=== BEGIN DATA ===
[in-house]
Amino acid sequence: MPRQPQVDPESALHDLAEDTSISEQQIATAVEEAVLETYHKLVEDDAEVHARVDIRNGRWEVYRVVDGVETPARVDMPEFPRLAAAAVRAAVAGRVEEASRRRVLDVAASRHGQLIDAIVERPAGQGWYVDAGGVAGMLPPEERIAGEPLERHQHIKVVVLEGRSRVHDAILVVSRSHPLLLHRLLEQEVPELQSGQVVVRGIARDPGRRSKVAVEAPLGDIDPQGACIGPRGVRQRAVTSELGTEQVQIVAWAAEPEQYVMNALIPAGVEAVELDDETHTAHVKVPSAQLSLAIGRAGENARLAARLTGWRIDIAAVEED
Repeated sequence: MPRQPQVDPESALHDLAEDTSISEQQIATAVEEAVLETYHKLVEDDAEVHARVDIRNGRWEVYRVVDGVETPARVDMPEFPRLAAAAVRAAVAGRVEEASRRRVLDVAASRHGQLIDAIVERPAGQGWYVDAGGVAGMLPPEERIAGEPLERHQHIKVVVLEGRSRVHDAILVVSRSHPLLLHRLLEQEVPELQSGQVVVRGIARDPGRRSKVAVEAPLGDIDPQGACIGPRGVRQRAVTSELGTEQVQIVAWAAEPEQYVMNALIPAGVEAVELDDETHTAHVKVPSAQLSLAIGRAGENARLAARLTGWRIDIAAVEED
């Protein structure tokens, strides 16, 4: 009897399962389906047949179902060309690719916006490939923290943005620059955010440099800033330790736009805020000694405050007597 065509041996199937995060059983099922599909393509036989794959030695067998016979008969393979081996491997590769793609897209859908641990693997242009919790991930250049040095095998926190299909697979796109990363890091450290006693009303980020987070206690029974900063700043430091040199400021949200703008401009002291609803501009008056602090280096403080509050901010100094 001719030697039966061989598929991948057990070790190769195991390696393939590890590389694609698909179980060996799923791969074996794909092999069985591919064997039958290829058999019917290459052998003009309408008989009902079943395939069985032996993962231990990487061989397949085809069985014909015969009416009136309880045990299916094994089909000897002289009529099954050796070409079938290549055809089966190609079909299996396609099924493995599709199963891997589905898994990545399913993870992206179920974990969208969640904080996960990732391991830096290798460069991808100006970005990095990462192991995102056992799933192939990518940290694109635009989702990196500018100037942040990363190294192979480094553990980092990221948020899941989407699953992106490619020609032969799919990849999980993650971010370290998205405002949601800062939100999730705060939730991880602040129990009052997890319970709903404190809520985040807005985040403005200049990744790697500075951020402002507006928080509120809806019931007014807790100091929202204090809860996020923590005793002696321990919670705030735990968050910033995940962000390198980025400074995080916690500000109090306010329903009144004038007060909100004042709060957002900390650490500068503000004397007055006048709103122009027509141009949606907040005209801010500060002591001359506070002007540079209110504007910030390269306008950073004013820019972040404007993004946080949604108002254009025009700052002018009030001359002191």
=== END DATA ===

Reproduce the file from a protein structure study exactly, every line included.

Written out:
[in-house]
Amino acid sequence: MPRQPQVDPESALHDLAEDTSISEQQIATAVEEAVLETYHKLVEDDAEVHARVDIRNGRWEVYRVVDGVETPARVDMPEFPRLAAAAVRAAVAGRVEEASRRRVLDVAASRHGQLIDAIVERPAGQGWYVDAGGVAGMLPPEERIAGEPLERHQHIKVVVLEGRSRVHDAILVVSRSHPLLLHRLLEQEVPELQSGQVVVRGIARDPGRRSKVAVEAPLGDIDPQGACIGPRGVRQRAVTSELGTEQVQIVAWAAEPEQYVMNALIPAGVEAVELDDETHTAHVKVPSAQLSLAIGRAGENARLAARLTGWRIDIAAVEED
Repeated sequence: MPRQPQVDPESALHDLAEDTSISEQQIATAVEEAVLETYHKLVEDDAEVHARVDIRNGRWEVYRVVDGVETPARVDMPEFPRLAAAAVRAAVAGRVEEASRRRVLDVAASRHGQLIDAIVERPAGQGWYVDAGGVAGMLPPEERIAGEPLERHQHIKVVVLEGRSRVHDAILVVSRSHPLLLHRLLEQEVPELQSGQVVVRGIARDPGRRSKVAVEAPLGDIDPQGACIGPRGVRQRAVTSELGTEQVQIVAWAAEPEQYVMNALIPAGVEAVELDDETHTAHVKVPSAQLSLAIGRAGENARLAARLTGWRIDIAAVEED
């Protein structure tokens, strides 16, 4: 009897399962389906047949179902060309690719916006490939923290943005620059955010440099800033330790736009805020000694405050007597 065509041996199937995060059983099922599909393509036989794959030695067998016979008969393979081996491997590769793609897209859908641990693997242009919790991930250049040095095998926190299909697979796109990363890091450290006693009303980020987070206690029974900063700043430091040199400021949200703008401009002291609803501009008056602090280096403080509050901010100094 001719030697039966061989598929991948057990070790190769195991390696393939590890590389694609698909179980060996799923791969074996794909092999069985591919064997039958290829058999019917290459052998003009309408008989009902079943395939069985032996993962231990990487061989397949085809069985014909015969009416009136309880045990299916094994089909000897002289009529099954050796070409079938290549055809089966190609079909299996396609099924493995599709199963891997589905898994990545399913993870992206179920974990969208969640904080996960990732391991830096290798460069991808100006970005990095990462192991995102056992799933192939990518940290694109635009989702990196500018100037942040990363190294192979480094553990980092990221948020899941989407699953992106490619020609032969799919990849999980993650971010370290998205405002949601800062939100999730705060939730991880602040129990009052997890319970709903404190809520985040807005985040403005200049990744790697500075951020402002507006928080509120809806019931007014807790100091929202204090809860996020923590005793002696321990919670705030735990968050910033995940962000390198980025400074995080916690500000109090306010329903009144004038007060909100004042709060957002900390650490500068503000004397007055006048709103122009027509141009949606907040005209801010500060002591001359506070002007540079209110504007910030390269306008950073004013820019972040404007993004946080949604108002254009025009700052002018009030001359002191």